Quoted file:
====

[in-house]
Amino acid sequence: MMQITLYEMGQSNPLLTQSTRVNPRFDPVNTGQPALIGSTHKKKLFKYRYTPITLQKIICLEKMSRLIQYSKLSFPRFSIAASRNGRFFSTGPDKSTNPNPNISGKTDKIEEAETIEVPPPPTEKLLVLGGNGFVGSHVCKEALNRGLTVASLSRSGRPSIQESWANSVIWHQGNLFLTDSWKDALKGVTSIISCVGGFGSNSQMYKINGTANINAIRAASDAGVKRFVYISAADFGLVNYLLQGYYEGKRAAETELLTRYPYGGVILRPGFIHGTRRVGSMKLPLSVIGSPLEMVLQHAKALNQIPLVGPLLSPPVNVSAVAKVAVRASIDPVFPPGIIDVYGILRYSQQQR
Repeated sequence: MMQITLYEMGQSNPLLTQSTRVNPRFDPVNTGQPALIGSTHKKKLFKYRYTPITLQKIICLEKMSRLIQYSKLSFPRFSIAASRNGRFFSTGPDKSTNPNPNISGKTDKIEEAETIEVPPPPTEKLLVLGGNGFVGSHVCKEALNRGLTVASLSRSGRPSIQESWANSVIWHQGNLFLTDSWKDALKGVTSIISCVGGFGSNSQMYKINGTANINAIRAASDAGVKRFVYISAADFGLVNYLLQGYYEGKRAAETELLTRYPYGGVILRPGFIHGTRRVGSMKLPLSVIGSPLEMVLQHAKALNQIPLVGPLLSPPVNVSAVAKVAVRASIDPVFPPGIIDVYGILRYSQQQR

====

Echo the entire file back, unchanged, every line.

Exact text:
[in-house]
Amino acid sequence: MMQITLYEMGQSNPLLTQSTRVNPRFDPVNTGQPALIGSTHKKKLFKYRYTPITLQKIICLEKMSRLIQYSKLSFPRFSIAASRNGRFFSTGPDKSTNPNPNISGKTDKIEEAETIEVPPPPTEKLLVLGGNGFVGSHVCKEALNRGLTVASLSRSGRPSIQESWANSVIWHQGNLFLTDSWKDALKGVTSIISCVGGFGSNSQMYKINGTANINAIRAASDAGVKRFVYISAADFGLVNYLLQGYYEGKRAAETELLTRYPYGGVILRPGFIHGTRRVGSMKLPLSVIGSPLEMVLQHAKALNQIPLVGPLLSPPVNVSAVAKVAVRASIDPVFPPGIIDVYGILRYSQQQR
Repeated sequence: MMQITLYEMGQSNPLLTQSTRVNPRFDPVNTGQPALIGSTHKKKLFKYRYTPITLQKIICLEKMSRLIQYSKLSFPRFSIAASRNGRFFSTGPDKSTNPNPNISGKTDKIEEAETIEVPPPPTEKLLVLGGNGFVGSHVCKEALNRGLTVASLSRSGRPSIQESWANSVIWHQGNLFLTDSWKDALKGVTSIISCVGGFGSNSQMYKINGTANINAIRAASDAGVKRFVYISAADFGLVNYLLQGYYEGKRAAETELLTRYPYGGVILRPGFIHGTRRVGSMKLPLSVIGSPLEMVLQHAKALNQIPLVGPLLSPPVNVSAVAKVAVRASIDPVFPPGIIDVYGILRYSQQQR